# Python 3, open as binary, then wrap in a TextIOWrapper with write-through.
sys.stdout = io.TextIOWrapper(open(sys.stdout.fileno(), 'wb', 0), write_through=True)

If one needs all this to implement a progressbar, one should make sure to have a look at the progressbar module first.

I'm too lazy to manually check code blocks in autogenerated sphinx documentation to see if they are valid and reasonably up to date. Doing it automatically feels much more interesting to me: here's how I did it.

(continue reading)

Python comes with a built-in way of collecting profile information, documented at https://docs.python.org/3/library/profile.html.

In a nutshell, it boils down to:

python3 -m cProfile -o profile.out command.py arguments…

This post is an attempt to document what's in profile.out, since the python documentation does not cover it. I have tried to figure this out by looking at the sources of the pstats module, the sources of gprof2dot, and trying to make sense of the decoded structure, and navigate it.

(continue reading)

A little gitpython recipe to list the paths of all files in a commit:

#!/usr/bin/python3

import git
from pathlib import Path
import sys


def list_paths(root_tree, path=Path(".")):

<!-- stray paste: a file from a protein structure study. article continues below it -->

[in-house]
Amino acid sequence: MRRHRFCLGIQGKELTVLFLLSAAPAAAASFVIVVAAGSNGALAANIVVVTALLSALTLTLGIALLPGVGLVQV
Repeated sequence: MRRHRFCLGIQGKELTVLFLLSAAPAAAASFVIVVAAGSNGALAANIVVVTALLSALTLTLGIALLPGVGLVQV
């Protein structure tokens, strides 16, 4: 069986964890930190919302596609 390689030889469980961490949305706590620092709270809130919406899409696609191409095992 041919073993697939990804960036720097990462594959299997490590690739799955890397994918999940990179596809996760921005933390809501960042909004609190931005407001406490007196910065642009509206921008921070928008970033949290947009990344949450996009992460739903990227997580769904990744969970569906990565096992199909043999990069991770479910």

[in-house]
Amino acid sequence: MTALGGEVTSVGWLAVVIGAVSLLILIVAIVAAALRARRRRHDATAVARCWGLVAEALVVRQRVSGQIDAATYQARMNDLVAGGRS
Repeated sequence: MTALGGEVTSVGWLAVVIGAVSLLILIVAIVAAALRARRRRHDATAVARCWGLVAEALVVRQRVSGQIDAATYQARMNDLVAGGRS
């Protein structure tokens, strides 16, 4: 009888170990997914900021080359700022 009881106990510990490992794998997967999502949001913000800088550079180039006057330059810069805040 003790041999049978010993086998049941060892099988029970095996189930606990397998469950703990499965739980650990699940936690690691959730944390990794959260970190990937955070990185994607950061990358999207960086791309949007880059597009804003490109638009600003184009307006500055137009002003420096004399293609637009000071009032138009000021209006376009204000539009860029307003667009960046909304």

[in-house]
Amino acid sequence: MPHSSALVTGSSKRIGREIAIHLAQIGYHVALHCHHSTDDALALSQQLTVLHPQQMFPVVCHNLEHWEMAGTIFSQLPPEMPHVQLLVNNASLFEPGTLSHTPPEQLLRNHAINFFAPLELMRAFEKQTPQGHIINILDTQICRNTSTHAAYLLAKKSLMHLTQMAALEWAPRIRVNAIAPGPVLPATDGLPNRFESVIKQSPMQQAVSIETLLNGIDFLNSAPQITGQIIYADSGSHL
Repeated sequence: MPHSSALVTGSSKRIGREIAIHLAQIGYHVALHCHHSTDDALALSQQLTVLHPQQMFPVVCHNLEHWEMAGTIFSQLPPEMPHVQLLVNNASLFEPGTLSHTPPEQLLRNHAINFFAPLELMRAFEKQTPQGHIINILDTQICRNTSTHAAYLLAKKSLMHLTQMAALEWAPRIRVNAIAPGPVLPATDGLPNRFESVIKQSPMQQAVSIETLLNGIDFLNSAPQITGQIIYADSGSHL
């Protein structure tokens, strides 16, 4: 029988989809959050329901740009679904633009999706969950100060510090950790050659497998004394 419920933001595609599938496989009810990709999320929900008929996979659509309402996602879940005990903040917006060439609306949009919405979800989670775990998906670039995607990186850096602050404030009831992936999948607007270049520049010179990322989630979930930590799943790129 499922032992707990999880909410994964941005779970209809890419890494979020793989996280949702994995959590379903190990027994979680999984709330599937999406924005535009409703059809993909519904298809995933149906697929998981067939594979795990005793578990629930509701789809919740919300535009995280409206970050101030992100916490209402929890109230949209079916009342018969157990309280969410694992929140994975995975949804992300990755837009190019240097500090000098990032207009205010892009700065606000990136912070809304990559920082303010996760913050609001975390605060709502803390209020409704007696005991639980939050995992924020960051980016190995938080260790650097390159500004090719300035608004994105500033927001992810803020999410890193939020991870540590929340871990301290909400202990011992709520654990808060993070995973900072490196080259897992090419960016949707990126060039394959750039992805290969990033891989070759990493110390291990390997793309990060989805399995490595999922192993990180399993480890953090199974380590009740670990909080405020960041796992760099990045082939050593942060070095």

for blob in root_tree.blobs:
        yield path / blob.name
    for tree in root_tree.trees:
        yield from list_paths(tree, path / tree.name)


repo = git.Repo(".", search_parent_directories=True)
commit = repo.commit(sys.argv[1])
for path in list_paths(commit.tree):
    print(path)

It can be a good base, for example, for writing a script that, given two git branches, shows which django migrations are in one and not in the other, without doing any git checkout of the code.

One of the software I maintain for work is a GUI data browser that uses Tornado as a backend and a web browser as a front-end.

It is quite convenient to start the command and have the browser open automatically on the right URL. It's quite annoying to start the command and be told that the default port is already in use.

I've needed this trick quite often, also when writing unit tests, and it's time I note it down somewhere, so it's easier to find than going through Tornado's unittest code where I found it the first time.

This is how to start Tornado on a free random port:

from tornado.options import define, options
import tornado.netutil
import tornado.httpserver

define("web_port", type=int, default=None, help="listening port for web interface")

application = Application(self.db_url)

if options.web_port is None:
    sockets = tornado.netutil.bind_sockets(0, '127.0.0.1')
    self.web_port = sockets[0].getsockname()[:2][1]
    server = tornado.httpserver.HTTPServer(application)
    server.add_sockets(sockets)
else:
    server = tornado.httpserver.HTTPServer(application)
    server.listen(options.web_port)